Comparing .NET values

When comparing .NET variables, including Enums, you cannot use C/AL comparison operators. To compare .NET variables, you must use the Equals method (of the System.Object type) that all .NET types implement or inherit. So, instead of IF var1 = var2, or IF var1 = var1.EnumValue (in case of an Enum), just write IF var1.Equals(var2), or IF var1.Equals(var1.EnumValue).

I see this mistake often being made or attempted by developers, even though it has been documented inside .NET Interoperability documentation since it was introduced with 2009 R2.

Careful with Microsoft.Dynamics.NAV JavaScript object

Make sure that you don’t access the Microsoft.Dynamics.NAV JavaScript object before the document ready event fires. If you do so, you might experience problems on Chrome when the user refreshes the browser (F5). It appears that on refresh Chrome loads (and runs) scripts in different order, and depending on how complex scripts included in your project are, your code might get executed before Microsoft’s script is loaded, and it will cause nasty script errors. This occurs only on Chrome on PC.

Formatting for XML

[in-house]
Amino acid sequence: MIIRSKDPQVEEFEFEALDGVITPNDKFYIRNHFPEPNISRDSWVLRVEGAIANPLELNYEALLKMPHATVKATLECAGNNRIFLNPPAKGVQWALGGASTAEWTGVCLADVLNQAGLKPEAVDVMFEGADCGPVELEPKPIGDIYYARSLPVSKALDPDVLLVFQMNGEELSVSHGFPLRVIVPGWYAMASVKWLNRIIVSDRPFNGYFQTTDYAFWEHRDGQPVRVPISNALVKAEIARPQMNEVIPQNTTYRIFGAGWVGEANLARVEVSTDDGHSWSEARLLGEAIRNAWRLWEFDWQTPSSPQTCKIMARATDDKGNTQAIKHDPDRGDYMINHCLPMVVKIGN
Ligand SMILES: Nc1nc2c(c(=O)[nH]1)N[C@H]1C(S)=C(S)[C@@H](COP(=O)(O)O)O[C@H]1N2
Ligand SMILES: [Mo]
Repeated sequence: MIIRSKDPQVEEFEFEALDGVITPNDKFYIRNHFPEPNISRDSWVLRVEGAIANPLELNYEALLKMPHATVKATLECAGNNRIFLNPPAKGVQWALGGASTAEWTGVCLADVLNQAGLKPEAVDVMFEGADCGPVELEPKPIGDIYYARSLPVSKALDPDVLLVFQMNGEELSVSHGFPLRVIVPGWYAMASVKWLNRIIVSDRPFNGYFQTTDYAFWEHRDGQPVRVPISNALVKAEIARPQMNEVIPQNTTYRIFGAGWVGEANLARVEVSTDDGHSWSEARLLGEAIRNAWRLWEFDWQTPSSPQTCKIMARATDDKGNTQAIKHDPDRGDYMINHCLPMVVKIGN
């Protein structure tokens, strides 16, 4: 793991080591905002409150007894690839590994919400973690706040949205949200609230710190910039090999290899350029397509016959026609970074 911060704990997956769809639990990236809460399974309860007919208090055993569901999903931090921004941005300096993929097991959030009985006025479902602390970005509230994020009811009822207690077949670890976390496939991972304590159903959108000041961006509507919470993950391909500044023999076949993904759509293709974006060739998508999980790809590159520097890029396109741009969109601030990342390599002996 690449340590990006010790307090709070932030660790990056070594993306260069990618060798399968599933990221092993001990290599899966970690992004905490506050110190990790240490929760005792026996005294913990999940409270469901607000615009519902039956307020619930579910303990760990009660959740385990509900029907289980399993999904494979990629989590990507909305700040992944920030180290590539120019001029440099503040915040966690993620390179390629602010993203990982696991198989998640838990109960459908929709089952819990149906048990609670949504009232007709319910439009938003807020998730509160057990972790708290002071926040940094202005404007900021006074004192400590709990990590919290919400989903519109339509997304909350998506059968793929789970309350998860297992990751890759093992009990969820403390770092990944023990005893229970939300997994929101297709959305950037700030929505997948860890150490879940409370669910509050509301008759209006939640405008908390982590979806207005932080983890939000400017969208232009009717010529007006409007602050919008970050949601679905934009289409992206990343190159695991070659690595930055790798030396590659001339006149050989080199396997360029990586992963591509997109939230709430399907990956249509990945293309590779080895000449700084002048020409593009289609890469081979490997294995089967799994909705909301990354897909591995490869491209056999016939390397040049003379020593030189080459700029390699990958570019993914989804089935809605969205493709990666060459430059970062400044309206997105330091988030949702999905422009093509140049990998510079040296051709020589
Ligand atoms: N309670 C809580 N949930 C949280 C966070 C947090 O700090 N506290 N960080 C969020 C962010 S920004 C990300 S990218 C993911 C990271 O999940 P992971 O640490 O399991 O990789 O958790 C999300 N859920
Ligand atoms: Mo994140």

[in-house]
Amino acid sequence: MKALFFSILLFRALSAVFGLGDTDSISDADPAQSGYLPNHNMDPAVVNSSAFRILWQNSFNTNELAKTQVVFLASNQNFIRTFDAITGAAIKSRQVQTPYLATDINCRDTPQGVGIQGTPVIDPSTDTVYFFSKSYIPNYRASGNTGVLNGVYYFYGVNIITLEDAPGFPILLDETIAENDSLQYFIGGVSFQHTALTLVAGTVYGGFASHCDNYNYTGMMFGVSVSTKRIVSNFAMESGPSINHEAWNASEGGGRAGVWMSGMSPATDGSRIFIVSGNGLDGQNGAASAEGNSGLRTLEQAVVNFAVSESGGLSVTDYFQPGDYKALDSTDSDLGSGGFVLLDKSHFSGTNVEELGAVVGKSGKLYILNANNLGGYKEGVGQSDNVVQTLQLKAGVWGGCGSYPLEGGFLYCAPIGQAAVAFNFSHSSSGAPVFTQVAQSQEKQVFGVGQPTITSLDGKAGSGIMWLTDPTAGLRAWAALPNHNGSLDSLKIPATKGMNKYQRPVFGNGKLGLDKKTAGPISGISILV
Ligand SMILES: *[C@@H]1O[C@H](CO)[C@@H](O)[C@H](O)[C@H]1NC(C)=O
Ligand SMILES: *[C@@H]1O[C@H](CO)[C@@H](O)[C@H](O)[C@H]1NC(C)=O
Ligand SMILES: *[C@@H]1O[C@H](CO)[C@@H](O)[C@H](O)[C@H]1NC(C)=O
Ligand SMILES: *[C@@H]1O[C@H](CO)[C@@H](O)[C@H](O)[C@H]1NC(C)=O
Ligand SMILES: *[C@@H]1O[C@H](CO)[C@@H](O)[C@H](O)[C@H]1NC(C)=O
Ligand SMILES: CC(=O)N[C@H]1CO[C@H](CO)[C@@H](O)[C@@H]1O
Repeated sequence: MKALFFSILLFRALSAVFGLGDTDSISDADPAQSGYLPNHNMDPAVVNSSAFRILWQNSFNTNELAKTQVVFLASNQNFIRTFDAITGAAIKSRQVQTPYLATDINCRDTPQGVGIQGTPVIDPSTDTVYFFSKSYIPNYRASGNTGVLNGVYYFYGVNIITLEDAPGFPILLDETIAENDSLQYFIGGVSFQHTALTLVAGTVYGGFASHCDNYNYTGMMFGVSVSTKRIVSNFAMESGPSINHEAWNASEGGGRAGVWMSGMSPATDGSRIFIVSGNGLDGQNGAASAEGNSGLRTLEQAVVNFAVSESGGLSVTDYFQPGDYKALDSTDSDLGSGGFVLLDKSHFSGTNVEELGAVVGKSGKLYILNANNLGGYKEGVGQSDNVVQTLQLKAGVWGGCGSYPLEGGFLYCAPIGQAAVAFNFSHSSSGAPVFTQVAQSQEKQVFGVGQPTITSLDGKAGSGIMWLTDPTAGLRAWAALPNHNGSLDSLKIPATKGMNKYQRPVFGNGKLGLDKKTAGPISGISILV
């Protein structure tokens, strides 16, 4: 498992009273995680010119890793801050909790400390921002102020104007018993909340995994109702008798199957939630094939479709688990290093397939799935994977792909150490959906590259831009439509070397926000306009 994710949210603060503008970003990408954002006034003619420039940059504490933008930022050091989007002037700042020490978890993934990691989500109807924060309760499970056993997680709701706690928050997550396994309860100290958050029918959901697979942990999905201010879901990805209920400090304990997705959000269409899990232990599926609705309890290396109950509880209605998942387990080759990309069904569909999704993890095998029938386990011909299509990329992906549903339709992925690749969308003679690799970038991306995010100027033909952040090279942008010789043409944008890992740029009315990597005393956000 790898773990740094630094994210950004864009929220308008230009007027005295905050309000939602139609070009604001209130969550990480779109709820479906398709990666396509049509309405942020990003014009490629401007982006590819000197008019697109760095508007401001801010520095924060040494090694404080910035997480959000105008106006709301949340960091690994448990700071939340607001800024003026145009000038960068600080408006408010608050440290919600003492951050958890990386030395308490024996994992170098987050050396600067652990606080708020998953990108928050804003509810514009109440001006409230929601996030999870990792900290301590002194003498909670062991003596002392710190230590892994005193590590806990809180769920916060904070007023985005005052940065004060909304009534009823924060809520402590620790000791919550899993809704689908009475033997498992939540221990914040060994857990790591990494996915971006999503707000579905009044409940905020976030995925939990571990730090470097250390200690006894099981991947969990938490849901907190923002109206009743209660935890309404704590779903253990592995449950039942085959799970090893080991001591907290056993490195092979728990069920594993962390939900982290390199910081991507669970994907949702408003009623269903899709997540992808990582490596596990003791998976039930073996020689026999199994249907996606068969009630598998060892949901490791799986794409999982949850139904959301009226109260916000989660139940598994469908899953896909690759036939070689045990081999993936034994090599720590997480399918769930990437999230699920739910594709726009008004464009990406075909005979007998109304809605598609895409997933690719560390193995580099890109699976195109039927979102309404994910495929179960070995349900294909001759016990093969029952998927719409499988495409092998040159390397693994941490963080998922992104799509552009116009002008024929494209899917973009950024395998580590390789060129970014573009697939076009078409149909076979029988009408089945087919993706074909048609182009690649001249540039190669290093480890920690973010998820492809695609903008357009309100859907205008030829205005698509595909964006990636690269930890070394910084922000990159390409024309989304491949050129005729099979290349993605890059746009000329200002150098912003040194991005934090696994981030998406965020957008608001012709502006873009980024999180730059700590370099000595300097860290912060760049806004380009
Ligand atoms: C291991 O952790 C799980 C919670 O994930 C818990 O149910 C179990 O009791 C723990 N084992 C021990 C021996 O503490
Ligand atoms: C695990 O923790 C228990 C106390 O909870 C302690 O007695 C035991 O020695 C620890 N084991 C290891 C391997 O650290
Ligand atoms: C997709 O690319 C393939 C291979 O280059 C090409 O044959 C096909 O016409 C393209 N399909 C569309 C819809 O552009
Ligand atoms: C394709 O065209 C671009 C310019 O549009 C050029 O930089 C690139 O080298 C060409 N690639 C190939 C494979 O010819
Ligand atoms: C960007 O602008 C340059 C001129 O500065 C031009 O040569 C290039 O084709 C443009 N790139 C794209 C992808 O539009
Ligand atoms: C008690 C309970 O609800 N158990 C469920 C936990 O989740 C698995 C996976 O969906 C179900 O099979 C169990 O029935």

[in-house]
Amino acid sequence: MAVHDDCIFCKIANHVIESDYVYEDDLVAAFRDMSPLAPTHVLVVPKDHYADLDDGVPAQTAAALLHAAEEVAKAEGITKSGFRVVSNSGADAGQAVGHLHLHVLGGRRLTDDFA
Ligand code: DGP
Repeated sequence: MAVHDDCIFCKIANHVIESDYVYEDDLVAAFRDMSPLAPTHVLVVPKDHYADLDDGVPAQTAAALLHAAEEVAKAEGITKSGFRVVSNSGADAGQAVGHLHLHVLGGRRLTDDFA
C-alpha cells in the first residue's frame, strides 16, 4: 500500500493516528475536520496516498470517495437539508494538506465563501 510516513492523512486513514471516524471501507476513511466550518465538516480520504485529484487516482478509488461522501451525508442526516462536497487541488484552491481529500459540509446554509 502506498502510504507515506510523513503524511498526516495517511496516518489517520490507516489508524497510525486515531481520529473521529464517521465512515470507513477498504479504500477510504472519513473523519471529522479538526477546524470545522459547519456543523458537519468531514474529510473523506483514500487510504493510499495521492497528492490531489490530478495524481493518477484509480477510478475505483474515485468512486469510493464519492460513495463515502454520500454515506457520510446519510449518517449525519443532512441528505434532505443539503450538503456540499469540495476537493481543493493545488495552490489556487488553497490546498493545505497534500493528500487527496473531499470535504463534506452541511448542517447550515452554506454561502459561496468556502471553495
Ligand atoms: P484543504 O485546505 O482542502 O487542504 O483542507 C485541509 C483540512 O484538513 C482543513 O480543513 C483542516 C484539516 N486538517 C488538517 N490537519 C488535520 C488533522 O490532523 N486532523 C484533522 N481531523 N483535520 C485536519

When you have to format C/AL variables (numbers, dates/times, booleans) for exchange with other apps, call FORMAT(variable,0,9) instead of simply FORMAT(variable). The format 9 formats the variable according to XML standards, and this value can then be interpreted correctly on any system with any regional settings. This is useful also when passing string-formatted values from C/AL to C# or JavaScript.

Do you have a value, Mr. BLOB?

To check if a BLOB field has a value, you call its HASVALUE function. For example: IF Item.Picture.HASVALUE THEN;

In older versions, earlier than NAV 2009, you had to call CALCFIELDS before you could check HASVALUE, which – if you think of it, did not make much sense. This was changed in NAV 2009, so ever since that version you can check HASVALUE before you decide to call CALCFIELDS first. It makes all the sense – you don’t need to pull up to 2GB of data over just to see if anything is inside.

If you are an old-school guy (or just old, as me), and you CALCFIELDS first, HASVALUE next, maybe it’s time for you to reconsider it.

Rembember – the pattern is: IF Field.HASVALUE THEN Rec.CALCFIELDS(Field);